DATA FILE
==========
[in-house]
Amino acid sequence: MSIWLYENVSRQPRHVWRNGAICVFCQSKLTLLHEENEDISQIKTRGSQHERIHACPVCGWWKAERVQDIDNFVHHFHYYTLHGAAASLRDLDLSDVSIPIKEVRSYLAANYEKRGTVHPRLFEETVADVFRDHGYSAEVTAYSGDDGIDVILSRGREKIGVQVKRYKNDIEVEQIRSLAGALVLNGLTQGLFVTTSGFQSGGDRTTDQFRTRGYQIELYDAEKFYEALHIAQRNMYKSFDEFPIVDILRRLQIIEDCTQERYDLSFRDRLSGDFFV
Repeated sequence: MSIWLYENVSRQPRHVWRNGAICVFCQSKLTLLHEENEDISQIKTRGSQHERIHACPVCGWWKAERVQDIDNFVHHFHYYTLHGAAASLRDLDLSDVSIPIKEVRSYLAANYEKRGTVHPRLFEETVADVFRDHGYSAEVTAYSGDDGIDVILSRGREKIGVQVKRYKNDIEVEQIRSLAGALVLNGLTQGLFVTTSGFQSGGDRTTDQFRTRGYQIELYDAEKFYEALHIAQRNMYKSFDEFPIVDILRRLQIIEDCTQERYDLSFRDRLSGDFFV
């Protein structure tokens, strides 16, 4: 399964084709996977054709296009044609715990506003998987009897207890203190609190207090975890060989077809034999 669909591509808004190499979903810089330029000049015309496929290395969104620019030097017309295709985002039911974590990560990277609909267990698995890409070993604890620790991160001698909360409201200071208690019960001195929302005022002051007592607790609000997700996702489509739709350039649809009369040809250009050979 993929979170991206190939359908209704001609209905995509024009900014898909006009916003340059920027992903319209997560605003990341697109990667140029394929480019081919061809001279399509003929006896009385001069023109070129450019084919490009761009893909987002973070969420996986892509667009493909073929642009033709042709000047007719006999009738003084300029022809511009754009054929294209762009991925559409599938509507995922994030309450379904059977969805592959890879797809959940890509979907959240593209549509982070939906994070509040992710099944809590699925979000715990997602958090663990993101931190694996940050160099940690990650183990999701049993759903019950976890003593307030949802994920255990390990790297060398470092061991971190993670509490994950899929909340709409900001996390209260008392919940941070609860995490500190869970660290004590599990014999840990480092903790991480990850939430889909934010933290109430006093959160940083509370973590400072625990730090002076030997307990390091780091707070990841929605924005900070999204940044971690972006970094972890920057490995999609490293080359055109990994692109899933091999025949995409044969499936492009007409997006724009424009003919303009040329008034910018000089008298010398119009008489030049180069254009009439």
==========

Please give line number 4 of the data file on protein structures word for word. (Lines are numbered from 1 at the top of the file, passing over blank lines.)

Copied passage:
């Protein structure tokens, strides 16, 4: 399964084709996977054709296009044609715990506003998987009897207890203190609190207090975890060989077809034999 669909591509808004190499979903810089330029000049015309496929290395969104620019030097017309295709985002039911974590990560990277609909267990698995890409070993604890620790991160001698909360409201200071208690019960001195929302005022002051007592607790609000997700996702489509739709350039649809009369040809250009050979 993929979170991206190939359908209704001609209905995509024009900014898909006009916003340059920027992903319209997560605003990341697109990667140029394929480019081919061809001279399509003929006896009385001069023109070129450019084919490009761009893909987002973070969420996986892509667009493909073929642009033709042709000047007719006999009738003084300029022809511009754009054929294209762009991925559409599938509507995922994030309450379904059977969805592959890879797809959940890509979907959240593209549509982070939906994070509040992710099944809590699925979000715990997602958090663990993101931190694996940050160099940690990650183990999701049993759903019950976890003593307030949802994920255990390990790297060398470092061991971190993670509490994950899929909340709409900001996390209260008392919940941070609860995490500190869970660290004590599990014999840990480092903790991480990850939430889909934010933290109430006093959160940083509370973590400072625990730090002076030997307990390091780091707070990841929605924005900070999204940044971690972006970094972890920057490995999609490293080359055109990994692109899933091999025949995409044969499936492009007409997006724009424009003919303009040329008034910018000089008298010398119009008489030049180069254009009439």